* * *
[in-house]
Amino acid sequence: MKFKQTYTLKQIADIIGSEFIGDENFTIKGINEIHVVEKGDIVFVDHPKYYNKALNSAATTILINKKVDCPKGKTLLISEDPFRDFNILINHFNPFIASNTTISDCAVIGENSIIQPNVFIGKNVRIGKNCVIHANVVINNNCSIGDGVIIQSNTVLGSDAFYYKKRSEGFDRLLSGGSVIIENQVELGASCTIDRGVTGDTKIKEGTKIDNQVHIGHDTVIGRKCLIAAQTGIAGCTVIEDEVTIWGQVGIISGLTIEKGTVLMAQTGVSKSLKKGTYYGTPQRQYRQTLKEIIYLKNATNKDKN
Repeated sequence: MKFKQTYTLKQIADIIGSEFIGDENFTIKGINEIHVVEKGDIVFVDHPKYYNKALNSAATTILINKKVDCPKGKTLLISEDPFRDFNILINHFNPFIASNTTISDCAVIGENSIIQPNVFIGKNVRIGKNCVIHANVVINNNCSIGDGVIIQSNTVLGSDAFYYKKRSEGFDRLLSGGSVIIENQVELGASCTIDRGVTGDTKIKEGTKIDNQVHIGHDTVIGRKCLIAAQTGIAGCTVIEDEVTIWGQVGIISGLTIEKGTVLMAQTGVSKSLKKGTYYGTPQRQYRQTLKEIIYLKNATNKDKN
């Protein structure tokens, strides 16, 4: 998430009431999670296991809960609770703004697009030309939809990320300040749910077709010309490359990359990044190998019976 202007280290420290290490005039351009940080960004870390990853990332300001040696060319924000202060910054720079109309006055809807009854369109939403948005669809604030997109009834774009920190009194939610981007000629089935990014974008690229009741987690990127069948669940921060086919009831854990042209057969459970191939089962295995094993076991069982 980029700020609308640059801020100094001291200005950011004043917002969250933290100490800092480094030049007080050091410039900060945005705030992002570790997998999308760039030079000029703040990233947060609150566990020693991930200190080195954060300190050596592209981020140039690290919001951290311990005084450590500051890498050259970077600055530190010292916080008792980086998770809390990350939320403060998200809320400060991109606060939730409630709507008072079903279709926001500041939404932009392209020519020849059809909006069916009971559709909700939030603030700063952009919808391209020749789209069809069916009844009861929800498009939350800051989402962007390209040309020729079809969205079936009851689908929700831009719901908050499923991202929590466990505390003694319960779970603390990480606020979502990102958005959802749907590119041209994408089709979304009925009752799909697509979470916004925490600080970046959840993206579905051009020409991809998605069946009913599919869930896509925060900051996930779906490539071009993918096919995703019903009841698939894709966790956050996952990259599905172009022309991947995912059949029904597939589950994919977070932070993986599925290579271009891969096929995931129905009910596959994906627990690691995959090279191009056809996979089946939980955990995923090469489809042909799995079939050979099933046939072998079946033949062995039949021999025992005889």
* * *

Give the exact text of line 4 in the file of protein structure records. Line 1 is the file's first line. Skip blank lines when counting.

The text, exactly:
């Protein structure tokens, strides 16, 4: 998430009431999670296991809960609770703004697009030309939809990320300040749910077709010309490359990359990044190998019976 202007280290420290290490005039351009940080960004870390990853990332300001040696060319924000202060910054720079109309006055809807009854369109939403948005669809604030997109009834774009920190009194939610981007000629089935990014974008690229009741987690990127069948669940921060086919009831854990042209057969459970191939089962295995094993076991069982 980029700020609308640059801020100094001291200005950011004043917002969250933290100490800092480094030049007080050091410039900060945005705030992002570790997998999308760039030079000029703040990233947060609150566990020693991930200190080195954060300190050596592209981020140039690290919001951290311990005084450590500051890498050259970077600055530190010292916080008792980086998770809390990350939320403060998200809320400060991109606060939730409630709507008072079903279709926001500041939404932009392209020519020849059809909006069916009971559709909700939030603030700063952009919808391209020749789209069809069916009844009861929800498009939350800051989402962007390209040309020729079809969205079936009851689908929700831009719901908050499923991202929590466990505390003694319960779970603390990480606020979502990102958005959802749907590119041209994408089709979304009925009752799909697509979470916004925490600080970046959840993206579905051009020409991809998605069946009913599919869930896509925060900051996930779906490539071009993918096919995703019903009841698939894709966790956050996952990259599905172009022309991947995912059949029904597939589950994919977070932070993986599925290579271009891969096929995931129905009910596959994906627990690691995959090279191009056809996979089946939980955990995923090469489809042909799995079939050979099933046939072998079946033949062995039949021999025992005889």